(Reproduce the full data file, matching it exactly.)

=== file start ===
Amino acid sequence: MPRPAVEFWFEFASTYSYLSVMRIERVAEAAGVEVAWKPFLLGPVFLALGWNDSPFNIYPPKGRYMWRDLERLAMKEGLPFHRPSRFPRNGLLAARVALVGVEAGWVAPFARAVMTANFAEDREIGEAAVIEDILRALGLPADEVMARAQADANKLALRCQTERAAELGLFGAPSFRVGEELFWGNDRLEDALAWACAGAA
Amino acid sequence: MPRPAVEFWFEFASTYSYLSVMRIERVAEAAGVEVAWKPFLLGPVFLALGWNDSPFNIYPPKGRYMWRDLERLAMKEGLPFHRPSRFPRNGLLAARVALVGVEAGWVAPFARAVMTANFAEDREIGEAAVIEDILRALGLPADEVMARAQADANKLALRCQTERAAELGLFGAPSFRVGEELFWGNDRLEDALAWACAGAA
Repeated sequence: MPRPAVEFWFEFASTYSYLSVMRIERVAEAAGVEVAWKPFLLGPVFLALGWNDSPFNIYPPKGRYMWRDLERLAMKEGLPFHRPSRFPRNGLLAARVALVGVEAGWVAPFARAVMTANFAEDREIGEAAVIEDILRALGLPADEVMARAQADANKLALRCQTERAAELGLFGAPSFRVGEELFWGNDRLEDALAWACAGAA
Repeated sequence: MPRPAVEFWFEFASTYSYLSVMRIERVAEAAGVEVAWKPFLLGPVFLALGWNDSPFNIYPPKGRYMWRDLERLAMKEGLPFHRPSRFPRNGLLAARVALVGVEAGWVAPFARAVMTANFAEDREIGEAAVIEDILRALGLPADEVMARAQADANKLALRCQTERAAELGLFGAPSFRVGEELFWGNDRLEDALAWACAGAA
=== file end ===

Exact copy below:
Amino acid sequence: MPRPAVEFWFEFASTYSYLSVMRIERVAEAAGVEVAWKPFLLGPVFLALGWNDSPFNIYPPKGRYMWRDLERLAMKEGLPFHRPSRFPRNGLLAARVALVGVEAGWVAPFARAVMTANFAEDREIGEAAVIEDILRALGLPADEVMARAQADANKLALRCQTERAAELGLFGAPSFRVGEELFWGNDRLEDALAWACAGAA
Amino acid sequence: MPRPAVEFWFEFASTYSYLSVMRIERVAEAAGVEVAWKPFLLGPVFLALGWNDSPFNIYPPKGRYMWRDLERLAMKEGLPFHRPSRFPRNGLLAARVALVGVEAGWVAPFARAVMTANFAEDREIGEAAVIEDILRALGLPADEVMARAQADANKLALRCQTERAAELGLFGAPSFRVGEELFWGNDRLEDALAWACAGAA
Repeated sequence: MPRPAVEFWFEFASTYSYLSVMRIERVAEAAGVEVAWKPFLLGPVFLALGWNDSPFNIYPPKGRYMWRDLERLAMKEGLPFHRPSRFPRNGLLAARVALVGVEAGWVAPFARAVMTANFAEDREIGEAAVIEDILRALGLPADEVMARAQADANKLALRCQTERAAELGLFGAPSFRVGEELFWGNDRLEDALAWACAGAA
Repeated sequence: MPRPAVEFWFEFASTYSYLSVMRIERVAEAAGVEVAWKPFLLGPVFLALGWNDSPFNIYPPKGRYMWRDLERLAMKEGLPFHRPSRFPRNGLLAARVALVGVEAGWVAPFARAVMTANFAEDREIGEAAVIEDILRALGLPADEVMARAQADANKLALRCQTERAAELGLFGAPSFRVGEELFWGNDRLEDALAWACAGAA